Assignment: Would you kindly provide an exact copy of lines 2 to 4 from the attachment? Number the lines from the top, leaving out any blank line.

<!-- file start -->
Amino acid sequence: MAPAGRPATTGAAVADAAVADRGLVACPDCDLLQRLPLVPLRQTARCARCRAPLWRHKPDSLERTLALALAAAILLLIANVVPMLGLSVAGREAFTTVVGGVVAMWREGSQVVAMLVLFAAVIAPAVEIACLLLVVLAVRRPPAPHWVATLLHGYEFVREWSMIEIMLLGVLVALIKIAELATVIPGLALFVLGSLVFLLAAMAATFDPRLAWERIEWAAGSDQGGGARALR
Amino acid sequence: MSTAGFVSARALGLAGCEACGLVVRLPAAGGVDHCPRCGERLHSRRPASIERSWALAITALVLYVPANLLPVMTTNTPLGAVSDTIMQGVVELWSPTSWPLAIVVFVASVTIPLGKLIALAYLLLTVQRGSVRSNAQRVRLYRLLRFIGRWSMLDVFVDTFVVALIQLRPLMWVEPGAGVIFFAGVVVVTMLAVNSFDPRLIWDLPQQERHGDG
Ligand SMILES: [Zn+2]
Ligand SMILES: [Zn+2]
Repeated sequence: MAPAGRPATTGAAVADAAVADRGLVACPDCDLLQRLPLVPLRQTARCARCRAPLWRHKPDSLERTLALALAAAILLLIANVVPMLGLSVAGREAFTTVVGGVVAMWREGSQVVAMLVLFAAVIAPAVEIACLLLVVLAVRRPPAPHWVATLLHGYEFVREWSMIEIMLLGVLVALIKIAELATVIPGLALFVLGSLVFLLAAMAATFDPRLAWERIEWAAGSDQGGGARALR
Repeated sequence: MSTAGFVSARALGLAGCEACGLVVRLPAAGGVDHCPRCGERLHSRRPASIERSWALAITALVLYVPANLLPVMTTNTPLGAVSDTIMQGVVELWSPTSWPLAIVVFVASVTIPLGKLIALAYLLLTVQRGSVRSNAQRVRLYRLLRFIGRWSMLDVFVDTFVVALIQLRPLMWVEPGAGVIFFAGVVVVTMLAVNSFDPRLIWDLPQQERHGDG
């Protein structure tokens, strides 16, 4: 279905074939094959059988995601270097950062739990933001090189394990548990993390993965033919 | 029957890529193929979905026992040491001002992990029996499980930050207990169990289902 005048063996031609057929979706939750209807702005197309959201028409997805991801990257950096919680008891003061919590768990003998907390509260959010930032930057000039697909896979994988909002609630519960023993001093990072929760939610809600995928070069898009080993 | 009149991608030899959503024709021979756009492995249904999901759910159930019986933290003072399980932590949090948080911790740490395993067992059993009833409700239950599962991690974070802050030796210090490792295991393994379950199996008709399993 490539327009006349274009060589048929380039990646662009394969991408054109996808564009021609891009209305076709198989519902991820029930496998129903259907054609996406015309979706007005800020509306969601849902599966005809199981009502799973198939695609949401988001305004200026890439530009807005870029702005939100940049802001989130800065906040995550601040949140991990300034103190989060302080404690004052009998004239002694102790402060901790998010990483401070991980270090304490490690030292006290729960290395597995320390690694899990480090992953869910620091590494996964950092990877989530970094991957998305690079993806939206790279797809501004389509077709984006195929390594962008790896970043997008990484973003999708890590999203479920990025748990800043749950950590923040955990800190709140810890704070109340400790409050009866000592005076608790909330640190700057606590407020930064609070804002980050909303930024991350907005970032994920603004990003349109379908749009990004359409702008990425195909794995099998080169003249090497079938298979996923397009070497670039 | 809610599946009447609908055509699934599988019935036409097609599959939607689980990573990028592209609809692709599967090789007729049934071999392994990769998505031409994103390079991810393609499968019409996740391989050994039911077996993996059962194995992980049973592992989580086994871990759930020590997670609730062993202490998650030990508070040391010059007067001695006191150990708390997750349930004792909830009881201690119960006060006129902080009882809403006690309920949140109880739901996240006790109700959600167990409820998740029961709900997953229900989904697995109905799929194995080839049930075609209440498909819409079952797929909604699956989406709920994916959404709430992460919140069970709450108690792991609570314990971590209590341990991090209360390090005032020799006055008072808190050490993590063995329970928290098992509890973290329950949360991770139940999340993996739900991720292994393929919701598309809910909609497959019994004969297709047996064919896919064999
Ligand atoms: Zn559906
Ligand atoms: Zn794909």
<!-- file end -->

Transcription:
Amino acid sequence: MSTAGFVSARALGLAGCEACGLVVRLPAAGGVDHCPRCGERLHSRRPASIERSWALAITALVLYVPANLLPVMTTNTPLGAVSDTIMQGVVELWSPTSWPLAIVVFVASVTIPLGKLIALAYLLLTVQRGSVRSNAQRVRLYRLLRFIGRWSMLDVFVDTFVVALIQLRPLMWVEPGAGVIFFAGVVVVTMLAVNSFDPRLIWDLPQQERHGDG
Ligand SMILES: [Zn+2]
Ligand SMILES: [Zn+2]